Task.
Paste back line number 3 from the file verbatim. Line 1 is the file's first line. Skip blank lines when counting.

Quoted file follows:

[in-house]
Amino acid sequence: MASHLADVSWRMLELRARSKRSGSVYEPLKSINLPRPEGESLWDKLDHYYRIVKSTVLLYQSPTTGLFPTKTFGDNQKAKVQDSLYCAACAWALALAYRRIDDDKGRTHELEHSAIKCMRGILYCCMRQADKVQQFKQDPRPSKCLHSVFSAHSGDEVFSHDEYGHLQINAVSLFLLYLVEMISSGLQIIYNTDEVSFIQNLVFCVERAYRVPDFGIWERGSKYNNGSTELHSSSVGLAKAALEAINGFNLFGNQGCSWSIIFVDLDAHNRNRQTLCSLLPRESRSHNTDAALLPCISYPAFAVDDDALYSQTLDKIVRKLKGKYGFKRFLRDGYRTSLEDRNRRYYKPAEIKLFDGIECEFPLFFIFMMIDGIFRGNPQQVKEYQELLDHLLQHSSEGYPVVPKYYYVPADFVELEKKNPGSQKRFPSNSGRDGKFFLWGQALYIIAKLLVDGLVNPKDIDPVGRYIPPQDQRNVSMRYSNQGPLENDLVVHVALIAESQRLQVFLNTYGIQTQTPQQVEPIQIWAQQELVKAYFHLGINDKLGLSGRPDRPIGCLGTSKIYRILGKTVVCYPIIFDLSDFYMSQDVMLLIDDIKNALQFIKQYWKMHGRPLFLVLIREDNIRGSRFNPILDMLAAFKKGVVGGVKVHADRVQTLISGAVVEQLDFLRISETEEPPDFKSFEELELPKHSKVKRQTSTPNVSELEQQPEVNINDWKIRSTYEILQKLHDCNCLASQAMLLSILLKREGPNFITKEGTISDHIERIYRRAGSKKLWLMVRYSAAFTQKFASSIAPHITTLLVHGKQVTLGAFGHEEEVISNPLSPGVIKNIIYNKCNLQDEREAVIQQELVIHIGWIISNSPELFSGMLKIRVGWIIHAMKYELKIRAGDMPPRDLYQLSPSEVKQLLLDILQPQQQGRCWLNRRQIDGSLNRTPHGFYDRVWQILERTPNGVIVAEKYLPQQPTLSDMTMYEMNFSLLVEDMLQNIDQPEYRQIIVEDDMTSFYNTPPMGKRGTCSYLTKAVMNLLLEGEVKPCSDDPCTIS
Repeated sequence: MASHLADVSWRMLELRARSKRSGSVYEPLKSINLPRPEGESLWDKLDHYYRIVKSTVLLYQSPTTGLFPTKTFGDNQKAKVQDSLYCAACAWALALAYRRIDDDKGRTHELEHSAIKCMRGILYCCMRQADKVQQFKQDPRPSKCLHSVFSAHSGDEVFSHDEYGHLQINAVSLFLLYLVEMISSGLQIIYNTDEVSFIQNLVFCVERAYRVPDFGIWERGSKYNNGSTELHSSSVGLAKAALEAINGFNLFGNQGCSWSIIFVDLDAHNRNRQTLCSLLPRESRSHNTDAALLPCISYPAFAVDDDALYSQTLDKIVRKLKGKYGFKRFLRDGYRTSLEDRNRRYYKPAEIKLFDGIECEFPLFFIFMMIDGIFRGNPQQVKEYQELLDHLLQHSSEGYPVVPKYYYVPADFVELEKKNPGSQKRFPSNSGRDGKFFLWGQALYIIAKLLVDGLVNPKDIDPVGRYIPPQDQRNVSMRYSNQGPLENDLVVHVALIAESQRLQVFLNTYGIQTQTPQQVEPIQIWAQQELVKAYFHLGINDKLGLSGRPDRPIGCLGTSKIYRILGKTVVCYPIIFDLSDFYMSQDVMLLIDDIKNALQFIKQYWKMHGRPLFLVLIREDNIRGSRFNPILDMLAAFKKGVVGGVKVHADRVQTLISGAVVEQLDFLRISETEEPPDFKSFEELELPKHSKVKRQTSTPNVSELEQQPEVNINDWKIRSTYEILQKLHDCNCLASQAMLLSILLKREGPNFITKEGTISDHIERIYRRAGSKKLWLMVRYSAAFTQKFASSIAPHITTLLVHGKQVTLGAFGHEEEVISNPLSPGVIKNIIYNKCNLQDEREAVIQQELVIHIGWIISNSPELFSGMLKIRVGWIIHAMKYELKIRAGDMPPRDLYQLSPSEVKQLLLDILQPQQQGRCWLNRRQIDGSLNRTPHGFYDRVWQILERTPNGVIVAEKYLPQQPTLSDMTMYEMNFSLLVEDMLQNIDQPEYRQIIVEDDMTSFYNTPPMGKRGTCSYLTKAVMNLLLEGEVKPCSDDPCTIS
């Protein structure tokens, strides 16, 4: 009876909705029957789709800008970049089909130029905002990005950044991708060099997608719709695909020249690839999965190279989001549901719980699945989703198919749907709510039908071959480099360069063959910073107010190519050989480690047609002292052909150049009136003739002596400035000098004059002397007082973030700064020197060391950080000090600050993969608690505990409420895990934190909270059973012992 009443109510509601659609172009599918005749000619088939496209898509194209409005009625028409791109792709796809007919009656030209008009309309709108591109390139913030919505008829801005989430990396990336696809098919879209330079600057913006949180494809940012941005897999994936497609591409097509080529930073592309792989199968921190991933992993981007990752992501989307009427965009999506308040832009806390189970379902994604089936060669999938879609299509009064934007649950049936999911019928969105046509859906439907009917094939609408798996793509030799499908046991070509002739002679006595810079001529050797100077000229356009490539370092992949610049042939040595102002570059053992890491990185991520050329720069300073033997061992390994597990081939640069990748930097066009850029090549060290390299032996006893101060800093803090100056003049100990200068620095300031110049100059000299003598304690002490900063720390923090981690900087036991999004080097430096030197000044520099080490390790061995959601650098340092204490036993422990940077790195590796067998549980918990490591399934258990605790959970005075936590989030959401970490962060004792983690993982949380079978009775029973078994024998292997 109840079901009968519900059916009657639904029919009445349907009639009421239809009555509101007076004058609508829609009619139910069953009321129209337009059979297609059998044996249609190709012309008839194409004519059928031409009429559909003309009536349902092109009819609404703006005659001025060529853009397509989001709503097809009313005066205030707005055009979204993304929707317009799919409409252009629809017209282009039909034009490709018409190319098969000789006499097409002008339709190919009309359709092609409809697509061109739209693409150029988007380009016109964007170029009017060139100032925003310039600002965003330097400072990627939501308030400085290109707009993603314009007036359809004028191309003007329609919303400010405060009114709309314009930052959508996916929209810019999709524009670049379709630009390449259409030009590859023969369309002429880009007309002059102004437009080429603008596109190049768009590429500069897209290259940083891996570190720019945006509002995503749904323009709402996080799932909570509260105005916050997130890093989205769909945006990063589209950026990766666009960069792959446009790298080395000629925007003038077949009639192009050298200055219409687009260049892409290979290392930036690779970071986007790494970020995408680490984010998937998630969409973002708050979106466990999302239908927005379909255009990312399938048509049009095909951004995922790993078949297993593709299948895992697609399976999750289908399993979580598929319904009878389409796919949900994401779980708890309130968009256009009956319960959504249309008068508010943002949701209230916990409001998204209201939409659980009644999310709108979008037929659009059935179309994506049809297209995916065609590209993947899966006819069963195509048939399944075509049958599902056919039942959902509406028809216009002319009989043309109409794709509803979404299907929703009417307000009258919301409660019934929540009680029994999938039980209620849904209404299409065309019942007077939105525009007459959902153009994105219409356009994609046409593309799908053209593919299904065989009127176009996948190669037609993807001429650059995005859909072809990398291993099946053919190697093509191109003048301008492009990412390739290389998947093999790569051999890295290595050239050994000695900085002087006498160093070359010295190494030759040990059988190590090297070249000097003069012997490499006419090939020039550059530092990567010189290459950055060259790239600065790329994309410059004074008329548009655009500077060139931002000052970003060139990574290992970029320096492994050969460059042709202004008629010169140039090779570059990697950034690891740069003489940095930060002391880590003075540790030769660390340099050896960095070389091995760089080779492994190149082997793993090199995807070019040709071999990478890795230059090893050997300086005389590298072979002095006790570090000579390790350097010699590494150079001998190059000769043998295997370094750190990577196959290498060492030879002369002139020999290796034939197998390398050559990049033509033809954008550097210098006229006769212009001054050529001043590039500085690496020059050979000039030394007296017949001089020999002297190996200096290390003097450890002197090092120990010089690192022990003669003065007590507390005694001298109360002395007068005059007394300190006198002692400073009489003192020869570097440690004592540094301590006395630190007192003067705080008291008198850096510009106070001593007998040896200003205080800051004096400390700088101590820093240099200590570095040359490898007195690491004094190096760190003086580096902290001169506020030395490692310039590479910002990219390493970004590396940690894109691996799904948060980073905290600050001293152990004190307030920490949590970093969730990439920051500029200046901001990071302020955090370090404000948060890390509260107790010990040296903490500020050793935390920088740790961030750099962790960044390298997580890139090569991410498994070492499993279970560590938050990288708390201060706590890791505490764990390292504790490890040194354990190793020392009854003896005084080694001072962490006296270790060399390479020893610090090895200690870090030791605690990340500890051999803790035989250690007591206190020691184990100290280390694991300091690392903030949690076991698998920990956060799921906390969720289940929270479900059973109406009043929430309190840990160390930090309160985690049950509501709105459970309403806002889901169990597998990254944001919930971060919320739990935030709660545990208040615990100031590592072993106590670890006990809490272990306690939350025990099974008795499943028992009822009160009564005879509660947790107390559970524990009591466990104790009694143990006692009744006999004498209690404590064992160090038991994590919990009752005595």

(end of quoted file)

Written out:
Repeated sequence: MASHLADVSWRMLELRARSKRSGSVYEPLKSINLPRPEGESLWDKLDHYYRIVKSTVLLYQSPTTGLFPTKTFGDNQKAKVQDSLYCAACAWALALAYRRIDDDKGRTHELEHSAIKCMRGILYCCMRQADKVQQFKQDPRPSKCLHSVFSAHSGDEVFSHDEYGHLQINAVSLFLLYLVEMISSGLQIIYNTDEVSFIQNLVFCVERAYRVPDFGIWERGSKYNNGSTELHSSSVGLAKAALEAINGFNLFGNQGCSWSIIFVDLDAHNRNRQTLCSLLPRESRSHNTDAALLPCISYPAFAVDDDALYSQTLDKIVRKLKGKYGFKRFLRDGYRTSLEDRNRRYYKPAEIKLFDGIECEFPLFFIFMMIDGIFRGNPQQVKEYQELLDHLLQHSSEGYPVVPKYYYVPADFVELEKKNPGSQKRFPSNSGRDGKFFLWGQALYIIAKLLVDGLVNPKDIDPVGRYIPPQDQRNVSMRYSNQGPLENDLVVHVALIAESQRLQVFLNTYGIQTQTPQQVEPIQIWAQQELVKAYFHLGINDKLGLSGRPDRPIGCLGTSKIYRILGKTVVCYPIIFDLSDFYMSQDVMLLIDDIKNALQFIKQYWKMHGRPLFLVLIREDNIRGSRFNPILDMLAAFKKGVVGGVKVHADRVQTLISGAVVEQLDFLRISETEEPPDFKSFEELELPKHSKVKRQTSTPNVSELEQQPEVNINDWKIRSTYEILQKLHDCNCLASQAMLLSILLKREGPNFITKEGTISDHIERIYRRAGSKKLWLMVRYSAAFTQKFASSIAPHITTLLVHGKQVTLGAFGHEEEVISNPLSPGVIKNIIYNKCNLQDEREAVIQQELVIHIGWIISNSPELFSGMLKIRVGWIIHAMKYELKIRAGDMPPRDLYQLSPSEVKQLLLDILQPQQQGRCWLNRRQIDGSLNRTPHGFYDRVWQILERTPNGVIVAEKYLPQQPTLSDMTMYEMNFSLLVEDMLQNIDQPEYRQIIVEDDMTSFYNTPPMGKRGTCSYLTKAVMNLLLEGEVKPCSDDPCTIS